If you opt to use screws, then #10 wood screws would work. Make sure they are 1.5” long, which would work for ½” thick panels. If your deck is thicker, then you’d want #12 wood screws at 2” long.
Recommended Thickness of Shed Roof Sheathing
The recommended thickness for roof decking on a shed is ⅝”. At that thickness, you can economically sheath your shed while still getting an extremely solid roof substrate that will stand the test of time.
OSB board is preferable to plywood for sheathing a shed. Strand board that is tongue and groove makes for a very straightforward install on your shed. If your rafters or shed trusses are widely spaced, or uneven (if it’s an old shed) then the tongue and groove give the edges additional strength, particularly if they aren’t supported by framing at every edge.
The strand board, besides being cheaper, also works extremely well with tar paper. The rough surface of OSB as compared to the smoother surface of plywood allows the tar paper to hold better and makes installation much faster.
And while plywood may dry faster than strand board, it’s important to note that all strand board roof decking you buy these days has blue edges. That means the edges have been waterproofed, which makes it much less likely water will penetrate the board. The adhesives that bond the strand board are also waterproof.
You could always opt for thicker roof deck panels, but for a shed there is no need to go thicker if your framing is of standard width. Once you start buying panels that are greater than ⅝” thick, you’ll notice the cost rise significantly.
Thickness for Roofs in Cold Climates
When it comes to choosing a thickness for the solid decking to put atop your framing on your shed or home, one of the primary considerations should be the weather.
Snow load should factor into your decision in terms of how thick your strand board or plywood will be beneath your exterior shingles or metal roof.
As mentioned above, all types of roof sheathing comes with a label that indicates spacing allowed between framing members. Beneath those numbers are the maximum allowable live and dead loads that panel can support.
For areas with extreme snow, look for panels that have total loads of 50 psf – pounds per square foot. While that might not sound like much weight, just know that you’ll multiply that number over the number of square feet on your roof.
Therefore if you have a total of 2000 square feet, then the total load spread out over your roof is multiplied times 50, which is 100,000 pounds. That is more than enough strength to keep the snow from falling into your structure.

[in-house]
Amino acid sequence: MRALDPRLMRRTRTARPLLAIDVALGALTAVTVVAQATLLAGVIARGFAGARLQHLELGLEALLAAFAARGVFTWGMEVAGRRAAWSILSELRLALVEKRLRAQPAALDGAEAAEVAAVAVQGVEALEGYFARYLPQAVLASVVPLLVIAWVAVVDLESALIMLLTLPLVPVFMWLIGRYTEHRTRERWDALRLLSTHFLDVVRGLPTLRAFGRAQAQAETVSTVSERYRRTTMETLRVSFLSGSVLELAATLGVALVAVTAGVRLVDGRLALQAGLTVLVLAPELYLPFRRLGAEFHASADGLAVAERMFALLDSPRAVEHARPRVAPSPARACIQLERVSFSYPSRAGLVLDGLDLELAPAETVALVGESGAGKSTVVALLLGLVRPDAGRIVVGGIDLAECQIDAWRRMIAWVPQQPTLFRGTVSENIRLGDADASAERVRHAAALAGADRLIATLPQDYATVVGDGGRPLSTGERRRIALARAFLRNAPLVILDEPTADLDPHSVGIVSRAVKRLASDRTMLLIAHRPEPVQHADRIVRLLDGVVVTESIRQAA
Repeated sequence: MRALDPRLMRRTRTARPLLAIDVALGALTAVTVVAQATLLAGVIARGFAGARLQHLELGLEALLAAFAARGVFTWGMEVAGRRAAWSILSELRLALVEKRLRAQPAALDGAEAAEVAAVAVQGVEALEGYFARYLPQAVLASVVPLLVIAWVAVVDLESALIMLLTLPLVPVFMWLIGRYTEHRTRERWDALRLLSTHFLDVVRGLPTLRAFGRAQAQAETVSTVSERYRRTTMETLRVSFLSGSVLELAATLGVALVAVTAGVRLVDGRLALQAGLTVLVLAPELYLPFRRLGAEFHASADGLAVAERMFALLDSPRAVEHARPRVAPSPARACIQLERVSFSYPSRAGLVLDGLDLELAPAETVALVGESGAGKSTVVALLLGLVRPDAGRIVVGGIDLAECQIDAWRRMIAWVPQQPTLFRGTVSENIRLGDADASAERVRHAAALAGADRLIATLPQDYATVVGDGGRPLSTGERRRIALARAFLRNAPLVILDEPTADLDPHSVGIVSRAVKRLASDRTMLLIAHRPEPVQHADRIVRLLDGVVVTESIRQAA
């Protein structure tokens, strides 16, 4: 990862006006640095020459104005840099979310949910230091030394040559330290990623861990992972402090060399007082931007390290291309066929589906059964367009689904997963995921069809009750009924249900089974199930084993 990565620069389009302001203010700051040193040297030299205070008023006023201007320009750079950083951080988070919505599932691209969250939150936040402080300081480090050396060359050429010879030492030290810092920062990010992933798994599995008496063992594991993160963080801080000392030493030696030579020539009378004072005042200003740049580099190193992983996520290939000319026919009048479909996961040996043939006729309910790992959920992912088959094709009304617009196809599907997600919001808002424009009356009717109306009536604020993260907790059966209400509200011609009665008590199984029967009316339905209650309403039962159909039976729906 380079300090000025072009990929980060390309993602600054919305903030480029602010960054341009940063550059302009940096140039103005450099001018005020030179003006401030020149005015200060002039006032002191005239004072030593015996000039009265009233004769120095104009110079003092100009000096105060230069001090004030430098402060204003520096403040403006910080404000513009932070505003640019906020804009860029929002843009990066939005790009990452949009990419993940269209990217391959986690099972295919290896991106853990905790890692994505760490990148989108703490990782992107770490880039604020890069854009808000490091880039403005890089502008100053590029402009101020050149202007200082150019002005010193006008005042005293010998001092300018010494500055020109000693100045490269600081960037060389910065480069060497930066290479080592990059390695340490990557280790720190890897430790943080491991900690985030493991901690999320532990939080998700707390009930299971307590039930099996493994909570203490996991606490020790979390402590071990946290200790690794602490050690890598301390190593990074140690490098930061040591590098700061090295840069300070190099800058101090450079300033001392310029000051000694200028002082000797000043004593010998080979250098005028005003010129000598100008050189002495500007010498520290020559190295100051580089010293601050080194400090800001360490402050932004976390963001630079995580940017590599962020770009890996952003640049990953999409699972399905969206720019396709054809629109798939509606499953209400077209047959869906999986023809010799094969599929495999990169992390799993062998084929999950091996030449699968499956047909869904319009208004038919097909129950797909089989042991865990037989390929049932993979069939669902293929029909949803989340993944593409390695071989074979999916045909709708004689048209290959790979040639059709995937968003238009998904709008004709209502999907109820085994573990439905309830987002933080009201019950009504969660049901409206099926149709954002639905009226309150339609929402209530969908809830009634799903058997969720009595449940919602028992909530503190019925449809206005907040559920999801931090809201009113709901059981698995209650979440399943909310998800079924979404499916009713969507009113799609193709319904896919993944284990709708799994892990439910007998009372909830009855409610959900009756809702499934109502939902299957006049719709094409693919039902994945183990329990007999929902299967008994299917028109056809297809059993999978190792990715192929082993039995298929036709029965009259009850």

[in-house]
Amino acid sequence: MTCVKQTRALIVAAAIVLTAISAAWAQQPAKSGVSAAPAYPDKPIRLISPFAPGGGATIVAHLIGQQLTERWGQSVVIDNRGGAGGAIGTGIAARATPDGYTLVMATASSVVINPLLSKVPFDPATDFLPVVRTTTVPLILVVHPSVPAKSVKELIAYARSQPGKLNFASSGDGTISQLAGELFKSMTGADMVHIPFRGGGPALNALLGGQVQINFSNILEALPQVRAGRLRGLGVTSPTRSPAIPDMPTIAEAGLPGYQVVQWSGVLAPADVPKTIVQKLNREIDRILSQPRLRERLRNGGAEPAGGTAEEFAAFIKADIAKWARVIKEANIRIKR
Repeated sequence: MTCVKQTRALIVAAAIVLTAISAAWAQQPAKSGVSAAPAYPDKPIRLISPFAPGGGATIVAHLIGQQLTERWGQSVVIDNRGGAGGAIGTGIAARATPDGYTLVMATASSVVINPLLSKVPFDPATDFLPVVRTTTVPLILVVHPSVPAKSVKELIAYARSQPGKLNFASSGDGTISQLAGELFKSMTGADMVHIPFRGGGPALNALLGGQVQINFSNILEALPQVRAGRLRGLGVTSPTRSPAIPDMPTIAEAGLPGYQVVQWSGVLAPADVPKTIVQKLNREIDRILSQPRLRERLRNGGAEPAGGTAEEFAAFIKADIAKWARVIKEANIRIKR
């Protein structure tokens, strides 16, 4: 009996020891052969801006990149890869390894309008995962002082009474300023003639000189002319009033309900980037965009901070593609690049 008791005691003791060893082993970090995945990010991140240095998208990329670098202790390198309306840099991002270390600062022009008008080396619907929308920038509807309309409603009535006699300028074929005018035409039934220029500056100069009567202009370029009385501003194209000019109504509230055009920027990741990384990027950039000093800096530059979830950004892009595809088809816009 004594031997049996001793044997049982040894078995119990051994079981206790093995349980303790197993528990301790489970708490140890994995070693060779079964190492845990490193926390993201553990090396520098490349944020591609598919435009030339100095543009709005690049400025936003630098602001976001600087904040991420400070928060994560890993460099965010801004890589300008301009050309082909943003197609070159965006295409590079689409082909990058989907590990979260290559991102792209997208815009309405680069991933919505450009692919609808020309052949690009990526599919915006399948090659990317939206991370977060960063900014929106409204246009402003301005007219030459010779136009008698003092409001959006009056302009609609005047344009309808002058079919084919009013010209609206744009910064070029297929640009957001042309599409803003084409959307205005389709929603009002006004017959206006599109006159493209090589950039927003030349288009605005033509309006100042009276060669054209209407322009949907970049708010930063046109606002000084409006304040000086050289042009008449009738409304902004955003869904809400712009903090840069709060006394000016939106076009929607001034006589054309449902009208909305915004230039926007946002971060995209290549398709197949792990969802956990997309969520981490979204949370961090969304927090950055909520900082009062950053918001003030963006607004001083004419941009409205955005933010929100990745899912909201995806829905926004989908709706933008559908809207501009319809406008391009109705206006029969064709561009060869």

Metal Roof Sheathing Thickness
Roof decking that will have metal for its outer roof covering is no different than sheathing a roof that will have asphalt shingles. Of course, some shed owners, or homeowners, may opt to use battens in conjunction with their metal roof, but battens don’t offer nearly the amount of protection that strand board or ply does.
Thus, for sheathing a roof with metal panels, you’ll want to stick to ⅝” panels. Overall metal roofs use less nails than asphalt shingle roofs, so you have fewer fasteners holding everything together. Therefore you’ll want to ensure you have the most solid substrate possible for that metal roof to screw into.
If you are considering battens in place of a solid substrate, just know that strand board or ply acts as a noise barrier as well as a secondary moisture and temperature barrier. You lose all of that if you opt for battens.
One of the difficult parts about figuring out roof coverings for your shed or house are all the options. Roof sheathing is one area where it pays to spend a little more money. Sagging roofs are very common – and visible – and are easily rectified at the time of install.
Sheathing a shed roof is no different. Save money by using a strand board, then use that savings to up the thickness a little bit. You’ll find that the performance of the OSB will be more than adequate for your shed’s needs.
I wish you luck on your roof project. Remember to always use your fall protection when working on the roof. Handling large panels on a windy day while on a roof sometimes doesn’t end well.